When my daughter was young, she was terrified of escalators. Terrified. I’d easily get my 10,000 steps in on a trip to the mall because we would always have to walk around to find an elevator.
It really frustrated me. I wanted to tell her to just do it. Just get on the escalator. I knew the steps wouldn’t eat her. I knew she wouldn’t fall. So, I wanted her to just get on it.
I had to stop myself and remember: She doesn’t have the confidence to know she will be okay. She’s hyper-vigilant and on the lookout for danger. That’s just the way her young anxious brain works.
To help her work through her fear of escalators, I had to activate empathy.
As parents, we have to remember to use our whole brains. Our brains have two sides: the emotional side and the rational side.
When we only use our emotional brain to parent, we tend to become caught up in worry or panic, which can create more distress in our children.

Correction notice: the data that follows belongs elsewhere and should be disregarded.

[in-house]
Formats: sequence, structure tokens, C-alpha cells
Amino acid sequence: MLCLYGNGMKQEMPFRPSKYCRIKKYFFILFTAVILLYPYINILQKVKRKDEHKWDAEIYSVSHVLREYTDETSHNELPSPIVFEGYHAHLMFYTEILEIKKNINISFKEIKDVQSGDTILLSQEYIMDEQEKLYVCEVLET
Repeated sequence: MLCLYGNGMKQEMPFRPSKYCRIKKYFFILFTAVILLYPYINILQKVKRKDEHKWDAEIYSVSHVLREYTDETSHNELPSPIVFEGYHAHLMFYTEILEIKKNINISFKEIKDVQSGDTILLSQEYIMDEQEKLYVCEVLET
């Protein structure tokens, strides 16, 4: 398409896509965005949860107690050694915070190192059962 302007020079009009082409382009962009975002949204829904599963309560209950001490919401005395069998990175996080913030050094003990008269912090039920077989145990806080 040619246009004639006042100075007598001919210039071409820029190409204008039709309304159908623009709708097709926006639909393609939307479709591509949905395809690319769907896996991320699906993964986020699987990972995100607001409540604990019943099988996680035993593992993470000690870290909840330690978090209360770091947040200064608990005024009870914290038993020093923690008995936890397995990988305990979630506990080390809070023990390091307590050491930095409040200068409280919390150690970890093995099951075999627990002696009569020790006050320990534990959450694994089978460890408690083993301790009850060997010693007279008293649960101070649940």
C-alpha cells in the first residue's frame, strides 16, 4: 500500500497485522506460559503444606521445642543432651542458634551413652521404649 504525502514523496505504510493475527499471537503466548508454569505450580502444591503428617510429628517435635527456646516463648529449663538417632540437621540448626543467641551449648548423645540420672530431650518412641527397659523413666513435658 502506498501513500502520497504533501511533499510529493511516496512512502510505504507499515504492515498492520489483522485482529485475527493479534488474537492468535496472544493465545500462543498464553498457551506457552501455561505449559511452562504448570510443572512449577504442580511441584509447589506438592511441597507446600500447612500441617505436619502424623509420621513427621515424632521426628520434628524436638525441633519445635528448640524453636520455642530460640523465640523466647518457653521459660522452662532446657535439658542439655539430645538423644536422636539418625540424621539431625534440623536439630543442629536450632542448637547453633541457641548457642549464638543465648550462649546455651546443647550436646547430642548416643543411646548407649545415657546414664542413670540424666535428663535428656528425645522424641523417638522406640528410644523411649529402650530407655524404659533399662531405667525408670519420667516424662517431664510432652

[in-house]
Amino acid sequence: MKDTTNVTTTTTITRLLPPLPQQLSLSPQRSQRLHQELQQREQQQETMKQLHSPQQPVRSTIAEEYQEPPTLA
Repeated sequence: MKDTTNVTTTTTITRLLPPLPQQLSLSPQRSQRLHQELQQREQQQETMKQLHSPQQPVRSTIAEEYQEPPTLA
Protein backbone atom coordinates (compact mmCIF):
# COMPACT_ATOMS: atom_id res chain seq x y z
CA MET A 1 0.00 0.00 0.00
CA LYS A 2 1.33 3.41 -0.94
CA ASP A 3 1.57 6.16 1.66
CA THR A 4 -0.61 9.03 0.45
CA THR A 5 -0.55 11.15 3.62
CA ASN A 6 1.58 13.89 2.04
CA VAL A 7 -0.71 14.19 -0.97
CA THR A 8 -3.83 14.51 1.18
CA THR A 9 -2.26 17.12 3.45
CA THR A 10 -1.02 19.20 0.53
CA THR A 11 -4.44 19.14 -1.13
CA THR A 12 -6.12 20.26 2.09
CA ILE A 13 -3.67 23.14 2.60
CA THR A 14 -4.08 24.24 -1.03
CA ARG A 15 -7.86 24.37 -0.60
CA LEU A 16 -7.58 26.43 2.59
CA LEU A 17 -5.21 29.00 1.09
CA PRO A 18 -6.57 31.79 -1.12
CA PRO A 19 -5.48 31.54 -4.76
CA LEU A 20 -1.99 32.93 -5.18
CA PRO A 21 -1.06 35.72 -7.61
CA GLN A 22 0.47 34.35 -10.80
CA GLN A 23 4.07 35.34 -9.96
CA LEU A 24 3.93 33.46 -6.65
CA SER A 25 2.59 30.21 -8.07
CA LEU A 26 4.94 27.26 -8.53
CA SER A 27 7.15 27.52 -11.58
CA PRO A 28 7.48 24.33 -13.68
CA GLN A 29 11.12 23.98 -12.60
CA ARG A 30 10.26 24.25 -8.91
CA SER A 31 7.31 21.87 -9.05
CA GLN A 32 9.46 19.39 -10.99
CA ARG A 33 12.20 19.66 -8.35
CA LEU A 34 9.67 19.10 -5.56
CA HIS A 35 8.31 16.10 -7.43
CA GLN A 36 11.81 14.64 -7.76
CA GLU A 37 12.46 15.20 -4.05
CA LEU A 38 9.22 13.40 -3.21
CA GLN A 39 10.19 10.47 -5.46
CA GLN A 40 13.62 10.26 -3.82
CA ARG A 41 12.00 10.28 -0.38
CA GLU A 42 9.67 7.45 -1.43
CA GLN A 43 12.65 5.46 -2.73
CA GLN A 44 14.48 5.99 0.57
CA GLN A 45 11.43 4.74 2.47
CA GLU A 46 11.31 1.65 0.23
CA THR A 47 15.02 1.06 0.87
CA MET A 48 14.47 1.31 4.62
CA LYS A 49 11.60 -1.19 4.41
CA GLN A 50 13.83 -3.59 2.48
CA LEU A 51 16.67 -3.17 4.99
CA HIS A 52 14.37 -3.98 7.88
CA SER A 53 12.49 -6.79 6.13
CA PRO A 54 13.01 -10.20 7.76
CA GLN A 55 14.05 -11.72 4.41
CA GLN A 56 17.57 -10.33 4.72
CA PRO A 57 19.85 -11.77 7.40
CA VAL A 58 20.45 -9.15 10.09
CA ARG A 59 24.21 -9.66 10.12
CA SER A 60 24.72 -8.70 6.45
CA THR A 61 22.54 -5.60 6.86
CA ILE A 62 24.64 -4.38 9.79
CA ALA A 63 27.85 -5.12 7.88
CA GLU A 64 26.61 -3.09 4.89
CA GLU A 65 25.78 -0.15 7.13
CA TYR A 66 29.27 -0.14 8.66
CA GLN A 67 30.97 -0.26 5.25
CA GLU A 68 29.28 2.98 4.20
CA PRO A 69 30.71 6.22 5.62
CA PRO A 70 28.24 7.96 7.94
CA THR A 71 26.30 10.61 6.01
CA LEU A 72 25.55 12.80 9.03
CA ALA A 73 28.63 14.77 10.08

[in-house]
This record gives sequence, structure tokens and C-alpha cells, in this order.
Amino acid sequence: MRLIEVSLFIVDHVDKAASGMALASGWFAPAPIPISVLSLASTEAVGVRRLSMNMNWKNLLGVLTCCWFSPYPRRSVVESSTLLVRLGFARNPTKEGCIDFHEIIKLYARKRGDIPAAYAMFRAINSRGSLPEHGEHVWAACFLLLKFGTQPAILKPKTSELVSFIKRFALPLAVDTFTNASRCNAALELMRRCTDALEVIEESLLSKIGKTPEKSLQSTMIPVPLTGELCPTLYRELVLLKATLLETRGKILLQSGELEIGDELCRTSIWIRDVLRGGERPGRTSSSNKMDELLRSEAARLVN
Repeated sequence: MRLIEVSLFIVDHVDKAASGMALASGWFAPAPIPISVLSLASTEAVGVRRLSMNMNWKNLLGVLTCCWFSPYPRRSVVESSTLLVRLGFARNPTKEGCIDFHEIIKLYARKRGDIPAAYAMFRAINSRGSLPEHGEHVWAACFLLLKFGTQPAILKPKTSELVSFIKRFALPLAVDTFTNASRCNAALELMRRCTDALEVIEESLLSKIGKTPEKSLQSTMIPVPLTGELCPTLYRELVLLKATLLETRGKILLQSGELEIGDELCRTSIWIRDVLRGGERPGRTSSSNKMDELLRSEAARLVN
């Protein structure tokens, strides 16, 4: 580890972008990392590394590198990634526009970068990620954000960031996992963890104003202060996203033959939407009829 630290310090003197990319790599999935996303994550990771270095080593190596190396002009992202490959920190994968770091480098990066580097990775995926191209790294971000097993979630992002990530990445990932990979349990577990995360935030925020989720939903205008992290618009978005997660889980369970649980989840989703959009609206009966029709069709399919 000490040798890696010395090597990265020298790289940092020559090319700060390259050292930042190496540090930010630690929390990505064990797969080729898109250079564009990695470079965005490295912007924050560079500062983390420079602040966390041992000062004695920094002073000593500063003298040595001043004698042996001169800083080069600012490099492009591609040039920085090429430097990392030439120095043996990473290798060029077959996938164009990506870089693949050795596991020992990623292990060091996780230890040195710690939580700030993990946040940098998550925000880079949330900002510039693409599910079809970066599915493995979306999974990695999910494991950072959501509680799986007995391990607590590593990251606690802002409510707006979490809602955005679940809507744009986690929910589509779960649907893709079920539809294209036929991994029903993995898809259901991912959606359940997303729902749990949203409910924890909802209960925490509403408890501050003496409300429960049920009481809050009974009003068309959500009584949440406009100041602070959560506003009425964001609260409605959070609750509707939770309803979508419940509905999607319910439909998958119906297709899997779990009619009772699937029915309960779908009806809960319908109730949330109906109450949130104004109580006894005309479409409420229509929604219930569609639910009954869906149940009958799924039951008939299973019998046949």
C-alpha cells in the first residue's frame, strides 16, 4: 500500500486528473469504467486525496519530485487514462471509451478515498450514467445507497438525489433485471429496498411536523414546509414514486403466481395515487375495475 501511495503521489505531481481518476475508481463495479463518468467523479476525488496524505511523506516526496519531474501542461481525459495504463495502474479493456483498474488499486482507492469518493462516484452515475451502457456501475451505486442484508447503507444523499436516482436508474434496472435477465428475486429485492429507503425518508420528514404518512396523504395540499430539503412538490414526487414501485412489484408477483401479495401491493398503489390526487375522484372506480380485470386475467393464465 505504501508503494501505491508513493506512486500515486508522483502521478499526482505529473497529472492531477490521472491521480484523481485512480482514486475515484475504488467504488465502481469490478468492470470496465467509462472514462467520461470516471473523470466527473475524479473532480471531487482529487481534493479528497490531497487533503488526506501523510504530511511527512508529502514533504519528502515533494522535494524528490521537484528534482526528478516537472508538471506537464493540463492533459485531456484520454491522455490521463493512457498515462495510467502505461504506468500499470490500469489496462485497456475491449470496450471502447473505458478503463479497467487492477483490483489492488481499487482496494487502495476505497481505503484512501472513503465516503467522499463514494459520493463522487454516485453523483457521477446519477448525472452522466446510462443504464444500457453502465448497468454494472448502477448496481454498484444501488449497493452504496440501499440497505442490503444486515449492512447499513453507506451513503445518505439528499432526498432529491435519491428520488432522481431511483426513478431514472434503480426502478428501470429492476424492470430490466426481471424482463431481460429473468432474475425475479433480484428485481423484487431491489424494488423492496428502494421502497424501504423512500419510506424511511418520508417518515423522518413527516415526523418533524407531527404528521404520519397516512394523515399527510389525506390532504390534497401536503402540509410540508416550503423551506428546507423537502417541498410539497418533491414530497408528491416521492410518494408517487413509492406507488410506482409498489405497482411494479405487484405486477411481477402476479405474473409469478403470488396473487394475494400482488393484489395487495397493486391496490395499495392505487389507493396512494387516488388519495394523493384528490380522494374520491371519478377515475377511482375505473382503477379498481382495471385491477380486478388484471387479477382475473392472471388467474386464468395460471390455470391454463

If we only use our rational brain, we tend to become overly focused on logic and tasks. We can become rigid in our thinking and responses.
When I allow the two sides of my brain to work together, this is how it might look: I squat down to her level, empathize with her fears, and then hold her hand to infuse some of my own confidence into her.
That’s what I ended up doing and yes, we did it.
(If you want to read more about this topic, I highly recommend The Whole Brain Child by Dr. Dan Siegel. He breaks it down even further.)
As you come up against challenges, decisions, and big feelings this week, take a moment to check in with yourself.
Is your automatic response overly rational or emotional? Just becoming aware is a huge first step!